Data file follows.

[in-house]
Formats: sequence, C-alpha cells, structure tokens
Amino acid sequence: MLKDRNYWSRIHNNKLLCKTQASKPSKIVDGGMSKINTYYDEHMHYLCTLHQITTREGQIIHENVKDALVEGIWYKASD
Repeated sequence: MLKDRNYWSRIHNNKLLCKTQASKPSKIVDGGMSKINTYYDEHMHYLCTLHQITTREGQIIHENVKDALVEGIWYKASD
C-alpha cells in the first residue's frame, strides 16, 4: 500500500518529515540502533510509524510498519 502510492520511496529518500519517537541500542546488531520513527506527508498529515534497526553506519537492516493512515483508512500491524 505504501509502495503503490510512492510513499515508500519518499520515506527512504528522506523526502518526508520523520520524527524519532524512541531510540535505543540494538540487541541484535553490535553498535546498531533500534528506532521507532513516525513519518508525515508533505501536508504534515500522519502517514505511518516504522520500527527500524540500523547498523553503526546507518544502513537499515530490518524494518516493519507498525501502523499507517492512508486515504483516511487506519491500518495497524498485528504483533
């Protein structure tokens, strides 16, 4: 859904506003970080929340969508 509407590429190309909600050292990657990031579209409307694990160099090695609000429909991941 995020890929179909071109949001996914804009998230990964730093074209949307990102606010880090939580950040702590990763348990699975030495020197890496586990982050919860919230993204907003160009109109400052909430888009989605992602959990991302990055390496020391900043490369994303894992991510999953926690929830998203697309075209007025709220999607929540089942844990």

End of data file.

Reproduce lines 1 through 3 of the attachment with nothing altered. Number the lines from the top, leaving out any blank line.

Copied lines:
[in-house]
Formats: sequence, C-alpha cells, structure tokens
Amino acid sequence: MLKDRNYWSRIHNNKLLCKTQASKPSKIVDGGMSKINTYYDEHMHYLCTLHQITTREGQIIHENVKDALVEGIWYKASD